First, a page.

Avionics News November 2015 - 71
Loran-C that indicated if you needed to turn left or right
by noticing if the numbers went up or down.
After many failures searching for the heads, we got a
break. When the ship's captain was watching the LoranC fervently and getting more comfortable with the operation, he dropped his hand and the diver dropped in
the water. On the bottom, he dropped a weight with a
long rope on it. Then he searched the bottom in circles
by letting out a little rope at a time. After an eternity, with
the whole crew and a representative of the oil company
staring at me, we saw the diver surface. When he raised
his hand to tell us he found it, a cheer erupted on the
ship and untied all the knots in my stomach. I went from
a failure to a genius in a heartbeat. I wrote the whole
adventure for Avionics News, and it made the cover.
Writing became the one area I worked that technology
gained the most. From Loran-C to GPS, it was easy to
write articles for Avionics News. One time, a man called
and asked if we bought used avionics. I said we did, but
I needed the serial numbers to see if they were reported
stolen. He had some good boxes including a KNS-80.
I took the list and told him to call me back. Checking
the numbers against the stolen equipment list, they all
came back clean. Just to make sure, I called King Radio
with the numbers. It was registered to a company north
of San Francisco, so I called them with the information.
They said they had the aircraft in their hangar undergoing an annual with all the radios removed. I then asked
them where the radios were, and after a short wait, he
told me they were nowhere to be found. Busted!
I called the San Jose Police Department with the information, and we developed a plan to catch the suspected
thief. I arranged a meeting to buy the units. When he
called me back, he asked if they were reported stolen
and I told him they were not. We arranged for him to
bring them to my shop around closing time the next day.
At closing time, he had not appeared. There was an undercover detective across the street at a car with the
hood up, feigning car trouble, and another detective in
the shop. I thought he wasn't coming, so I got in my car
and parked in front of my shop. Then, a man came over
from the accessory shop next door and asked the detective as he was emerging from my shop if he was Jerry.
Just like on TV, the thief was pounced upon by both detectives. He asked one of the detectives if they would like
some money to let him go, and the detective replied, "No,
they pay me too much already." Of course, he denied everything, but they found his car parked at the terminal.
He denied ownership of the car, too, but the detectives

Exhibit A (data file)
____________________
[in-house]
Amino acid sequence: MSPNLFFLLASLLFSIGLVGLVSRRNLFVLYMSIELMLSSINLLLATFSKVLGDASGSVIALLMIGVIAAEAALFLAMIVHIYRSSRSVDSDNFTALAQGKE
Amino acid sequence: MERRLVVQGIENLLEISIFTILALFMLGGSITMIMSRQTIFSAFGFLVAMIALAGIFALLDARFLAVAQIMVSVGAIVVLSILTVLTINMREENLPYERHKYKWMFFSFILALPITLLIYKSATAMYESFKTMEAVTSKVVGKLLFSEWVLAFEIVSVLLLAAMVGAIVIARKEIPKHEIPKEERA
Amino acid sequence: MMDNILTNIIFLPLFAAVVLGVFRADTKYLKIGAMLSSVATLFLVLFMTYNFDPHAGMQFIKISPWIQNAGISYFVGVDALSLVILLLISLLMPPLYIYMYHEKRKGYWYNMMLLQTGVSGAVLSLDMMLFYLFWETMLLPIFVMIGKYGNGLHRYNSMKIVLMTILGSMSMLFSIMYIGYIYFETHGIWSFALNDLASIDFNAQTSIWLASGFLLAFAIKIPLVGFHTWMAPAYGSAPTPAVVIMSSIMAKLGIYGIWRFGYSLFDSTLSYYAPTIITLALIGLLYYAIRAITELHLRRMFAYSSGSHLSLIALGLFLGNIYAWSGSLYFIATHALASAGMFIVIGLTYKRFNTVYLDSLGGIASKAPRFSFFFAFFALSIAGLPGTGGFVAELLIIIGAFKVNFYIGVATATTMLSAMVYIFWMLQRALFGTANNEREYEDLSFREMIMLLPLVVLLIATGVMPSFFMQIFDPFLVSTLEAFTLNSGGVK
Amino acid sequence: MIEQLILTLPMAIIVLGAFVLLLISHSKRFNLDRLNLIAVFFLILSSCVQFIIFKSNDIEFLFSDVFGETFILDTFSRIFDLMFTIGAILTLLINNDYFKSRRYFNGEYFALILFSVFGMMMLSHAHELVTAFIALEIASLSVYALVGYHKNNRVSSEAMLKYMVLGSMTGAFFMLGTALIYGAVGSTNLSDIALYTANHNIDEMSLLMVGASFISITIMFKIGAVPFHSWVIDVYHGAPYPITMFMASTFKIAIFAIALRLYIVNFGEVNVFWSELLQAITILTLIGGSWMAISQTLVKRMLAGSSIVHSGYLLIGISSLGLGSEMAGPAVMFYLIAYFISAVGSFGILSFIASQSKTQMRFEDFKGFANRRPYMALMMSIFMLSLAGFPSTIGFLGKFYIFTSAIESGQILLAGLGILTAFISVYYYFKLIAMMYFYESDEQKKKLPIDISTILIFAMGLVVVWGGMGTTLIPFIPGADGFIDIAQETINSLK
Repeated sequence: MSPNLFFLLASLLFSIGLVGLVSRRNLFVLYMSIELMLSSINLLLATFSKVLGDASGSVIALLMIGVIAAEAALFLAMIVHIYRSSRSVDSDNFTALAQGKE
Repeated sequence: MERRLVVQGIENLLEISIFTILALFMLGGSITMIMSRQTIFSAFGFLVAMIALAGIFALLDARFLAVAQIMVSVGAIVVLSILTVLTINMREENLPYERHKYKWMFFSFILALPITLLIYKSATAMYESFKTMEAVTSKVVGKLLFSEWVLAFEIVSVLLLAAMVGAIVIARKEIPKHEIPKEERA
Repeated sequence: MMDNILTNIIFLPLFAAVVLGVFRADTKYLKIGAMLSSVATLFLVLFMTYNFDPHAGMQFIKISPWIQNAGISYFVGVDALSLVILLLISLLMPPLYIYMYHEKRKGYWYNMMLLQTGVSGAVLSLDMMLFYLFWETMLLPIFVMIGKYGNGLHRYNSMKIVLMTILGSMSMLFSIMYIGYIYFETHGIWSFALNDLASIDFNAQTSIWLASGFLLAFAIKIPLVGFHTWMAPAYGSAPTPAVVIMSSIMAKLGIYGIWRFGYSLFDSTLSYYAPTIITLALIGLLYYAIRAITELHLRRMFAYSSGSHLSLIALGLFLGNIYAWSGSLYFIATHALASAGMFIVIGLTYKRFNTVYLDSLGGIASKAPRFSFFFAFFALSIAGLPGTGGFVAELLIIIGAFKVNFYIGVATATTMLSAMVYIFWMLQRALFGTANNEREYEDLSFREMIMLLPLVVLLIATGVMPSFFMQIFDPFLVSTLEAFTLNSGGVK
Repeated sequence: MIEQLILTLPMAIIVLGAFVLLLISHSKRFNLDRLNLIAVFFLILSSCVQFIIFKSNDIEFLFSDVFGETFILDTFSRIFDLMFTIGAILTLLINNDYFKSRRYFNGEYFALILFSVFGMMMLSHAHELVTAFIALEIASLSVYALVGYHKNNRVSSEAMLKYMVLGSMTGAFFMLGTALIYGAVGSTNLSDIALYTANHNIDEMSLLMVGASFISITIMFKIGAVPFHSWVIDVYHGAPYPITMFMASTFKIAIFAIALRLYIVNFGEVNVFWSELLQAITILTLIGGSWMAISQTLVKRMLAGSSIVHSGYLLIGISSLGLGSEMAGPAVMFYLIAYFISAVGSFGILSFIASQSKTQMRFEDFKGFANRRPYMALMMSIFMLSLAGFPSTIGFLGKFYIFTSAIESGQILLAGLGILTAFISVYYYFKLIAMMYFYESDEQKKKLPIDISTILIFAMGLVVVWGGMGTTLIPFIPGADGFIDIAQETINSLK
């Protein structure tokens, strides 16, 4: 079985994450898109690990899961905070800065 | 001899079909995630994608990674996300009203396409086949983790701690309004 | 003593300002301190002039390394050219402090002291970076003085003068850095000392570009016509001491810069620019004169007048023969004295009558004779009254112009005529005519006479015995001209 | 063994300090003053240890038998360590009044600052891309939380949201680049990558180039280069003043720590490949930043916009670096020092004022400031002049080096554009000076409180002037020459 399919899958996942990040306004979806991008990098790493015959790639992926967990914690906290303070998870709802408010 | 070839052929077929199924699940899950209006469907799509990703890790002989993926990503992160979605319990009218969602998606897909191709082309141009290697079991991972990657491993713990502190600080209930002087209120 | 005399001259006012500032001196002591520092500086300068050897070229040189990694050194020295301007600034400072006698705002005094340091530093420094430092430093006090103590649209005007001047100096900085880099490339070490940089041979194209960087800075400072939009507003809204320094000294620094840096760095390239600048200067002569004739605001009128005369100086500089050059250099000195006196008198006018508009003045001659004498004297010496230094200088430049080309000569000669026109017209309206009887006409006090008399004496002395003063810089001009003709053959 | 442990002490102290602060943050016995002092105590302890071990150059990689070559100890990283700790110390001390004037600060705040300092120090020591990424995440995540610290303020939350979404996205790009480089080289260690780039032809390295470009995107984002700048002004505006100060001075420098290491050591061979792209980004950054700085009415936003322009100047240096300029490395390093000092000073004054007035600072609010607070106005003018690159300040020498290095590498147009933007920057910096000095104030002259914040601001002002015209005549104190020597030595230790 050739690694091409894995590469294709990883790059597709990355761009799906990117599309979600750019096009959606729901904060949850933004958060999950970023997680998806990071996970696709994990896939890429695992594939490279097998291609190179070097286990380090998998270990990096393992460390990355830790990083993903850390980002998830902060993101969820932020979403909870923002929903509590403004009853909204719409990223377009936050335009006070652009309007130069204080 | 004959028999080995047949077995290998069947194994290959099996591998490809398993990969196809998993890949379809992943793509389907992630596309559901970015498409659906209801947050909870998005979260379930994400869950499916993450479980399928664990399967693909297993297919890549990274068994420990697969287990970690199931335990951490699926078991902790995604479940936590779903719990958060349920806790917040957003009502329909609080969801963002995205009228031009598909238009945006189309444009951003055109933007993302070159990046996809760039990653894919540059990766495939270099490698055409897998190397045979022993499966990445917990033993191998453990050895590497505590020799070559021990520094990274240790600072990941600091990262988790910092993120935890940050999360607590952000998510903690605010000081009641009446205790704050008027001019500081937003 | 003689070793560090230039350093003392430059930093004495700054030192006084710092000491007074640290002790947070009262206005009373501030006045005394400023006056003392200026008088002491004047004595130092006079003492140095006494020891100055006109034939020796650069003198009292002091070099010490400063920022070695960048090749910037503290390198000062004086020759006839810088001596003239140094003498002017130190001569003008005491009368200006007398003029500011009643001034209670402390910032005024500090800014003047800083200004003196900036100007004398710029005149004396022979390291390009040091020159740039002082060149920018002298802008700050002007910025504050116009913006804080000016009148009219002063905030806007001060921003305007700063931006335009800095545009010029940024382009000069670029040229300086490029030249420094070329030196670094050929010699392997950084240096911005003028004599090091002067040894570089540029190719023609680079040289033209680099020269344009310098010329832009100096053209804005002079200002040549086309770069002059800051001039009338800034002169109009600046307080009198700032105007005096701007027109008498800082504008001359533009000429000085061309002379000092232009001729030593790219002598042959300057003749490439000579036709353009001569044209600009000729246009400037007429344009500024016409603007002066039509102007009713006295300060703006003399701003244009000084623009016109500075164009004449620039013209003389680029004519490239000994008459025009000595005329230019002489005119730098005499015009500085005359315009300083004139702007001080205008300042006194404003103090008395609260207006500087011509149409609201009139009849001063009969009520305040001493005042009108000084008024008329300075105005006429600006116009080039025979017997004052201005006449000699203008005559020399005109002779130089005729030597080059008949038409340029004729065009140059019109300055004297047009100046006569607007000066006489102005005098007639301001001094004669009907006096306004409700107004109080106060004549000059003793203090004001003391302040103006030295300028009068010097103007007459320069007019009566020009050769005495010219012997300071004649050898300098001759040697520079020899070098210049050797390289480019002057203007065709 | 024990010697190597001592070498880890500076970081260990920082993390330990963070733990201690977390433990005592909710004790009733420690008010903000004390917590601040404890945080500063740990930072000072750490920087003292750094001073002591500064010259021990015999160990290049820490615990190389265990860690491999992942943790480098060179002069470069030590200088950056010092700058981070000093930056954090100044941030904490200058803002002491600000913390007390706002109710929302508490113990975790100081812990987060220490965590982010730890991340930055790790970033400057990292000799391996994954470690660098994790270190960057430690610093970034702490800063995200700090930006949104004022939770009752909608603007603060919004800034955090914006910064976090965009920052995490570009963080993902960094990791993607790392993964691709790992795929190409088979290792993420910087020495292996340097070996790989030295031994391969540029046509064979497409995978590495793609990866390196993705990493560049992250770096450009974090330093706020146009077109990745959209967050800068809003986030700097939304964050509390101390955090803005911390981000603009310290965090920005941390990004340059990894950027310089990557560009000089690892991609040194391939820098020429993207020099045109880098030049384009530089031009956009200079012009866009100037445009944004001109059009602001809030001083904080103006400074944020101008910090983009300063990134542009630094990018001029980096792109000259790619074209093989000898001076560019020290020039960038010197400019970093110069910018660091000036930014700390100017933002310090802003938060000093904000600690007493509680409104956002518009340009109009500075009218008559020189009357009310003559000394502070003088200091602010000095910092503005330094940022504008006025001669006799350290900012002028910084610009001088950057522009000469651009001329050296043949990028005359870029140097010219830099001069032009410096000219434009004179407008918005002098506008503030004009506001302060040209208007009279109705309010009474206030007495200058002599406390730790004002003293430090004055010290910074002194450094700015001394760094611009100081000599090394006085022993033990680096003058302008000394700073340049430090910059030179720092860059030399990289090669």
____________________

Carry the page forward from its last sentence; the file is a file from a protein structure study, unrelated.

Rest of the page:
told him if he didn't hand over the keys they would pry
the trunk open. He gave them the keys. My daughter,
Pam, who was my secretary, had stayed late to watch it
Jerry Gordon once took a break from avionics and owned a TV repair
shop in Grant, Michigan. He quickly returned to the avionics industry.
all go down. She drove by just as the arrest was made,
but she didn't have her glasses and missed the whole
thing. Naturally, I wrote the story for Avionics News. The
FAA called and asked permission to republish the story in
its magazine, which was proudly granted.
Another trick implemented in the area was a thief
would take a radio, like a KX-170B from an airplane,
and search for another plane with the same model installed. Then, they would install the stolen one in the
plane and remove the installed one. When the owner
who had been robbed would report the serial number,
it didn't show up, as it was flying in the unsuspecting
aircraft owner's plane. When the stolen radio was sold,
it had a good serial number.
I loved working in California, but my family was getting lonesome for Michigan.
I sold my shop to another business on the field, and
we moved back. We purchased a place on 5 acres and
are still there after 23 years. I started a shop in Fremont,
which is around 15 miles from home. I ran it with my son,
Lance, doing installations. I gave him a pager whenever
I needed help in an aircraft or an installation. I made a
deal with him to quote his labor charge for an installation. That is what I paid him for the job; it worked well.
As a new kid on the block, I had to prove myself and
hoped to get accepted by the other businesses on the
airport. A man had an aircraft sales business and decided to throw some work my way. He purchased a Cessna
150 in Illinois and had it flown to Fremont. He needed
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